Under normal circumstances, the Greyhounds would embrace the challenge of going against the likes of Walton, Lassiter, Wheeler, Etowah and Milton when they begin playing in Region 5AAAAAA in the fall.
Pope seemed on track to make the playoffs a fourth straight season this time last year, but several skill players on both sides of the ball didn’t return to the team, and the Greyhounds were forced to rebuild. That led to a 3-7 record, and Pope has no choice but to build upon last season by playing teams with larger rosters.
Pope immediately found success after moving down a classification in 2010, going to the playoffs for three straight seasons and winning a region title in 2011.
In an attempt to move forward, it was business as usual when players reported to spring practice earlier this month.
“School-wide, there were uncertainties about us going back to the larger classification and playing strong programs,” Pope coach Matt Kemper said. “But the kids didn’t worry about that. They took care of business, and that’s to get better every day. They just wanted to get back on the field, play ball and practice.”
Pope will at least benefit from the experienced offensive line that also helped carry the team a year ago. This year’s line will be more experienced behind Kemper’s twin sons, Max and Mike Kemper, who are rising seniors. Matthew Pittarelli and Matthew Jones are also returning to strengthen the Greyhounds’ front line.
Also working in Pope’s advantage offensively is seven returning starters from last year, but the Greyhounds are still trying to find the right combination to play behind their stout offensive line.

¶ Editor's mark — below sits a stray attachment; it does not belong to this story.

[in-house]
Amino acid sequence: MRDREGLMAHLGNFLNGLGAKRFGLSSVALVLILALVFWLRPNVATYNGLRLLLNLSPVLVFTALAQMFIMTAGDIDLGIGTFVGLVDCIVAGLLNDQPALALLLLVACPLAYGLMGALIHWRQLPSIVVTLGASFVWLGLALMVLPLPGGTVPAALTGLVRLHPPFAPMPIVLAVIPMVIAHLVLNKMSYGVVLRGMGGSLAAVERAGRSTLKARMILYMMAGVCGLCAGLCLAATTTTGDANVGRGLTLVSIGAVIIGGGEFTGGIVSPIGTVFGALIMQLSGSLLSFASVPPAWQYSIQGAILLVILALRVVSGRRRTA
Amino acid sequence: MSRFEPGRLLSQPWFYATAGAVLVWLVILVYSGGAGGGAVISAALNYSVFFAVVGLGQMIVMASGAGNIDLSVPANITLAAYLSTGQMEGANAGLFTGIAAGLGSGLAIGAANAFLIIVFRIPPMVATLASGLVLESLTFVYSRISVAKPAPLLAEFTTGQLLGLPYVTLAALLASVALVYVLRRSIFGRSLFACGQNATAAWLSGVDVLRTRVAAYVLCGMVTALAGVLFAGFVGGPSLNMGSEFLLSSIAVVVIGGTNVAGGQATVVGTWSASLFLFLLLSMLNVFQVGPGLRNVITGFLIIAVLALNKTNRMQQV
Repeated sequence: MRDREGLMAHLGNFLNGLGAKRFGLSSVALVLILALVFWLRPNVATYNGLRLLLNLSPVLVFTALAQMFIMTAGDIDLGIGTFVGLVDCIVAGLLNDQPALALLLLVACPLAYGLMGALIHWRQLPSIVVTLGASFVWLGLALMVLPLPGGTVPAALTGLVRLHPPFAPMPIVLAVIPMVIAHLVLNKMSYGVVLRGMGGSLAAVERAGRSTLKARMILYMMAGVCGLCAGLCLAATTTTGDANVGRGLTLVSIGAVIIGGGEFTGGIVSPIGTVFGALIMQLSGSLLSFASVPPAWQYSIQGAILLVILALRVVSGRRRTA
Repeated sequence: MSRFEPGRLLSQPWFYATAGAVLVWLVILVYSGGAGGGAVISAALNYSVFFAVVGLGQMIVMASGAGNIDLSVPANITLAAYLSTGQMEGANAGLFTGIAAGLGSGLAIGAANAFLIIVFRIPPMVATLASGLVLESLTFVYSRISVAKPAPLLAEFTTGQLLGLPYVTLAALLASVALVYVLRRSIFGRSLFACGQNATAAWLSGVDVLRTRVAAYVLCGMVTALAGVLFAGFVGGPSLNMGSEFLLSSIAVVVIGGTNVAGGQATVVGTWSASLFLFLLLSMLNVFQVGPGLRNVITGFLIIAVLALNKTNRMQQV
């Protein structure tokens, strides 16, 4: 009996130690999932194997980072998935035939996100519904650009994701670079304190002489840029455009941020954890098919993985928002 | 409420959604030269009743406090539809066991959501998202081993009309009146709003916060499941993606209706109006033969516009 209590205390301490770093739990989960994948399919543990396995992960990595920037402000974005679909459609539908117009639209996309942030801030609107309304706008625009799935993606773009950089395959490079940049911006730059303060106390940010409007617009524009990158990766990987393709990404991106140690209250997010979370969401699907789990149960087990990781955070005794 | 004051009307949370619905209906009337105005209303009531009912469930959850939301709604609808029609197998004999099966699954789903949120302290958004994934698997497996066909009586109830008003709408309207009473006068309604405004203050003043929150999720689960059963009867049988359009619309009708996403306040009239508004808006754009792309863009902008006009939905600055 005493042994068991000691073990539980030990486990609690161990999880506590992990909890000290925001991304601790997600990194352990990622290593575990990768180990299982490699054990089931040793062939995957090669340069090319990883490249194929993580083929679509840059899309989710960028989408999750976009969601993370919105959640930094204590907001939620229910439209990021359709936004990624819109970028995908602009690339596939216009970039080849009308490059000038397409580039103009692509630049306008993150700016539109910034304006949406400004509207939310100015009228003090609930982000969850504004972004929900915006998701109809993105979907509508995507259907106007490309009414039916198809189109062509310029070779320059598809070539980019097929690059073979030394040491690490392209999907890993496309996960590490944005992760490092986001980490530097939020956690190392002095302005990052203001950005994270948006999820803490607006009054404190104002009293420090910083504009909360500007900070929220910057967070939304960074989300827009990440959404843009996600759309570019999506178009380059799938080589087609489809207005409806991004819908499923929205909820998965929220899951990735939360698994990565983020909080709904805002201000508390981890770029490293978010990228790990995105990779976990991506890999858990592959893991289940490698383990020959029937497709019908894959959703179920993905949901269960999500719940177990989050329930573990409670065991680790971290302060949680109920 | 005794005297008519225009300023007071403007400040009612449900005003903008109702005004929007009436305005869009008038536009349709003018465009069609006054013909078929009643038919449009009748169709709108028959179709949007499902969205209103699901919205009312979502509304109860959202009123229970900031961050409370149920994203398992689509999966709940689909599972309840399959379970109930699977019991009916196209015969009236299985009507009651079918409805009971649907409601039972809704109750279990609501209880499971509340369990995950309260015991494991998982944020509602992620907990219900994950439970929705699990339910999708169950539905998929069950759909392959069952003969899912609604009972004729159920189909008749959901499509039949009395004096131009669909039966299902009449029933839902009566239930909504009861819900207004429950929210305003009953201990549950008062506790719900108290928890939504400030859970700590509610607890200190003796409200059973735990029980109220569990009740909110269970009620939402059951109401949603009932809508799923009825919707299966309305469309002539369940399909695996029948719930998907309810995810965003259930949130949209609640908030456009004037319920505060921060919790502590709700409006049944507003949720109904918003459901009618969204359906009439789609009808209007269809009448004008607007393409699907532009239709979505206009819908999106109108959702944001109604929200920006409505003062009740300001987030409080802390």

Taylor Wolf is returning as the starting quarterback after securing the position last season. Carson Day is coming off a strong spring expecting to be one of Pope’s top receivers, and Bryan Terry is leading a group of young tailbacks all fighting for playing time.
But to keep up with its new region opponents, Pope will have to make defensive improvements. The Greyhounds gave up an average of 40.6 points per game last season, allowing four of their opponents to score 50 points or more.
Kemper said he made tweaks during spring practice, and the defense is now playing more of a “gap control kind of system.” Kemper want his players to stuff the box and force opponents to throw the ball more often.
“No matter if it’s high school, college or NFL, you’ve got to be able to stop the run,” Kemper said. “I think we will be more sound that way.”
Kyle Woyce is returning at linebacker after making strides at the tail end of last season, but Pope’s experience lies in the secondary. Defensive back Brayden Zarbinsky and Taylor Waddilove impressed during spring drills, while Logan Cooperman and Keegan Phipps add depth and experience to the defensive backfield.